is an ephemeral sculpture made from a material regarded as the most banal and worthless, toilet paper. This hanged goddess is a patron saint of those who are thought to be low or marginal, the wrong kind of people. The work deals with social inequality and censorship in contemporary market-based society.
The sociologist Zygmunt Bauman has noted that in contemporary consumer society, we have begun to see the poor, those who cannot participate enough in consuming, as criminals. – At least, the ’low’ workers in white gowns, from nurses to cleaning women, are often treated degradingly, as cheaper than toilet paper.
The title comes from the criminologist Cesare Lombroso, who saw that some people can be born as criminals. This thought of certain inferior groups of humans could be later found in the Third Reich: those interpreted as being lower were gathered to be eliminated. A similar belief that certain people are higher and better, can be alive also in contemporary democratic society.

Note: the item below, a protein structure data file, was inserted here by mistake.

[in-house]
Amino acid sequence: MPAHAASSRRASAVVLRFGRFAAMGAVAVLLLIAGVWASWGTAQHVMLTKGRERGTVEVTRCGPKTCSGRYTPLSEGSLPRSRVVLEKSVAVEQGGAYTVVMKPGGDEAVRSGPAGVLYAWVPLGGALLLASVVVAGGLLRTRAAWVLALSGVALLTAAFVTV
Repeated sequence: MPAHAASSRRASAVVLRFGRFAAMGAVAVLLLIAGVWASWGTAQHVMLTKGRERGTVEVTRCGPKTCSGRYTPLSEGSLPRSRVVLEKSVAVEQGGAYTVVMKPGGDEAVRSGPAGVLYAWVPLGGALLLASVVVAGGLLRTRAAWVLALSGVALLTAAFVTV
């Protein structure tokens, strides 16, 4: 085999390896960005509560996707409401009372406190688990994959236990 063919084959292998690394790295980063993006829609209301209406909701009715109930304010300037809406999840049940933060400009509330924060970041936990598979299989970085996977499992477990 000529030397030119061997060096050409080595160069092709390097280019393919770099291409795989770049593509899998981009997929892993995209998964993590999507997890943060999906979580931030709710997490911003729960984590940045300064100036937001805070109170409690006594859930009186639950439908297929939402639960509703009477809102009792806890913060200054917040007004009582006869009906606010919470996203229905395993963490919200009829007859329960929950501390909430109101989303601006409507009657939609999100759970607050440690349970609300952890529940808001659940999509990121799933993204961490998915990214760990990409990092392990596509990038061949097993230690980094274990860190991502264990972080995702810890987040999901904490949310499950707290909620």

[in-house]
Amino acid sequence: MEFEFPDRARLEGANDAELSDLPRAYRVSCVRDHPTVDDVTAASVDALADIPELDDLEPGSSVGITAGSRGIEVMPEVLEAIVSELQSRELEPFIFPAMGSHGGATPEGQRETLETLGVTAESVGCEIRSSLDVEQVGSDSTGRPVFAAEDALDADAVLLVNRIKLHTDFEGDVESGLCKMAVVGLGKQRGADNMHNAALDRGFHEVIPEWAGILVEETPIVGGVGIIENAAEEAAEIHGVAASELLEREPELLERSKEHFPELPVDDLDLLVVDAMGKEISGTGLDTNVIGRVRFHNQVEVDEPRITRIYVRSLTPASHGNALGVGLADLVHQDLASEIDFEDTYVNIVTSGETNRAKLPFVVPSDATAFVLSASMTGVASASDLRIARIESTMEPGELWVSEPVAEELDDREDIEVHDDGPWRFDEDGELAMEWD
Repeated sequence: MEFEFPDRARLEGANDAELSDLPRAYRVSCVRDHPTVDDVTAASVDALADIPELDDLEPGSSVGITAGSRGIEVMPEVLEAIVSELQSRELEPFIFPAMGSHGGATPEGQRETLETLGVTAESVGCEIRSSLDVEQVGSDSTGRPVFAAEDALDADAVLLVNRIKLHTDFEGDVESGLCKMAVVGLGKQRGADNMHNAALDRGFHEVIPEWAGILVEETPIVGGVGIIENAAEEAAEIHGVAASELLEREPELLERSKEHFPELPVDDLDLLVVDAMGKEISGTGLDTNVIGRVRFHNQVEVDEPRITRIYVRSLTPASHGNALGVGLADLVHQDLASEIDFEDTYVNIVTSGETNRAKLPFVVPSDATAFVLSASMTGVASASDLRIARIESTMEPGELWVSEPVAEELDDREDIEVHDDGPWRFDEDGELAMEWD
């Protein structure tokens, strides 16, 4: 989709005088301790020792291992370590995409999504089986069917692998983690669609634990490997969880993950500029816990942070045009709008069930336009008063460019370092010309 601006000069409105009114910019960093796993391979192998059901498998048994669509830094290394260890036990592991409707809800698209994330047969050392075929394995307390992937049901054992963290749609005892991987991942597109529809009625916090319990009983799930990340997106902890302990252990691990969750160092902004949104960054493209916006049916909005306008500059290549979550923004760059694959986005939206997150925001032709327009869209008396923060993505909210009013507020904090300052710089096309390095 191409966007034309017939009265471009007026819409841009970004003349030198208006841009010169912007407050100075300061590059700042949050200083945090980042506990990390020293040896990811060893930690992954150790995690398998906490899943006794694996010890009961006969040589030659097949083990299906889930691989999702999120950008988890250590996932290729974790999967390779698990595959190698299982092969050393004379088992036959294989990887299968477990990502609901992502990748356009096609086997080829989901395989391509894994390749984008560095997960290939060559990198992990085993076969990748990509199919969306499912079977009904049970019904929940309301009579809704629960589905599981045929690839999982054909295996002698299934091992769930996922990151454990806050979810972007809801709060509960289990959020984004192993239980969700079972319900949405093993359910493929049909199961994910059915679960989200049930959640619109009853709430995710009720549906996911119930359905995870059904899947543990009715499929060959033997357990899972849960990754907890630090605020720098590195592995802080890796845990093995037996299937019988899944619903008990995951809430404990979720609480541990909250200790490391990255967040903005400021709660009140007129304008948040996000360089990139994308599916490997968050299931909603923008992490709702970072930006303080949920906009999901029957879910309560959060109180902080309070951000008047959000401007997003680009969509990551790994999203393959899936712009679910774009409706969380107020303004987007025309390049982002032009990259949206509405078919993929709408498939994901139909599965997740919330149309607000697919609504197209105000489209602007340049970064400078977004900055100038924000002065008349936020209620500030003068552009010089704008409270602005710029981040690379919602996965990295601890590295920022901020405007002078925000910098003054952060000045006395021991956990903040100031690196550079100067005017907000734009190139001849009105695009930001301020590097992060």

The work is also based on a real story from Finland: in an art censorship case, a leader tried to ban critical art, telling that an artist must be a swindler, because dressed in white. Only criminals wear white.
The ambiguous figure – at the same time minimalistic and baroque, poor and glamorous – has opened various interpretations. It has been shown in different kinds of places from an industrial art center to a white-wall gallery, from a Portuguese church to a princess’s throne in the National Museum of Algeria. For spectators, it is not obligatory to know theoretical framework, they can just enjoy the sublimity revealed amidst the commonplace.